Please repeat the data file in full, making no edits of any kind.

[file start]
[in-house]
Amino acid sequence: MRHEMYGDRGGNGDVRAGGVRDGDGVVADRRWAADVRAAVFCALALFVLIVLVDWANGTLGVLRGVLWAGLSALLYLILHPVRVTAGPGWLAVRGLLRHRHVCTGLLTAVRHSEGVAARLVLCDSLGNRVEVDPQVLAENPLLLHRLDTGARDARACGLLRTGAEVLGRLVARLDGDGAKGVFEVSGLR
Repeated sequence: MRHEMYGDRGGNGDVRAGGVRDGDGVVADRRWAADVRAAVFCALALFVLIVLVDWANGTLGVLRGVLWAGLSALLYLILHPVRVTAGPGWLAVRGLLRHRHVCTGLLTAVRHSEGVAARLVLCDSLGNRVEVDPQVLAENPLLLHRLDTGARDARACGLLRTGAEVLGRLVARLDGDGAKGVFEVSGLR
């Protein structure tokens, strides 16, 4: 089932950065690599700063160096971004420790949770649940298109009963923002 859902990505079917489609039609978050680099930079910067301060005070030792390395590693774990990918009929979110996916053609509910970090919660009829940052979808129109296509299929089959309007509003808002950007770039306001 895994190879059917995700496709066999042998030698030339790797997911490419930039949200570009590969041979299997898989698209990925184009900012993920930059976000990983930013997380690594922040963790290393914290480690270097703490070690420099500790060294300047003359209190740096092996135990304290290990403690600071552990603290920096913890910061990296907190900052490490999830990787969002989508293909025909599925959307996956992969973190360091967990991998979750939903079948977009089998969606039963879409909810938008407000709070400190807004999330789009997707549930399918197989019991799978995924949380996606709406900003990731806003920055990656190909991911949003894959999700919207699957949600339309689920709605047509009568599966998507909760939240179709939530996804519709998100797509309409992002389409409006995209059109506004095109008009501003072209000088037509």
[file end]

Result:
[in-house]
Amino acid sequence: MRHEMYGDRGGNGDVRAGGVRDGDGVVADRRWAADVRAAVFCALALFVLIVLVDWANGTLGVLRGVLWAGLSALLYLILHPVRVTAGPGWLAVRGLLRHRHVCTGLLTAVRHSEGVAARLVLCDSLGNRVEVDPQVLAENPLLLHRLDTGARDARACGLLRTGAEVLGRLVARLDGDGAKGVFEVSGLR
Repeated sequence: MRHEMYGDRGGNGDVRAGGVRDGDGVVADRRWAADVRAAVFCALALFVLIVLVDWANGTLGVLRGVLWAGLSALLYLILHPVRVTAGPGWLAVRGLLRHRHVCTGLLTAVRHSEGVAARLVLCDSLGNRVEVDPQVLAENPLLLHRLDTGARDARACGLLRTGAEVLGRLVARLDGDGAKGVFEVSGLR
């Protein structure tokens, strides 16, 4: 089932950065690599700063160096971004420790949770649940298109009963923002 859902990505079917489609039609978050680099930079910067301060005070030792390395590693774990990918009929979110996916053609509910970090919660009829940052979808129109296509299929089959309007509003808002950007770039306001 895994190879059917995700496709066999042998030698030339790797997911490419930039949200570009590969041979299997898989698209990925184009900012993920930059976000990983930013997380690594922040963790290393914290480690270097703490070690420099500790060294300047003359209190740096092996135990304290290990403690600071552990603290920096913890910061990296907190900052490490999830990787969002989508293909025909599925959307996956992969973190360091967990991998979750939903079948977009089998969606039963879409909810938008407000709070400190807004999330789009997707549930399918197989019991799978995924949380996606709406900003990731806003920055990656190909991911949003894959999700919207699957949600339309689920709605047509009568599966998507909760939240179709939530996804519709998100797509309409992002389409409006995209059109506004095109008009501003072209000088037509």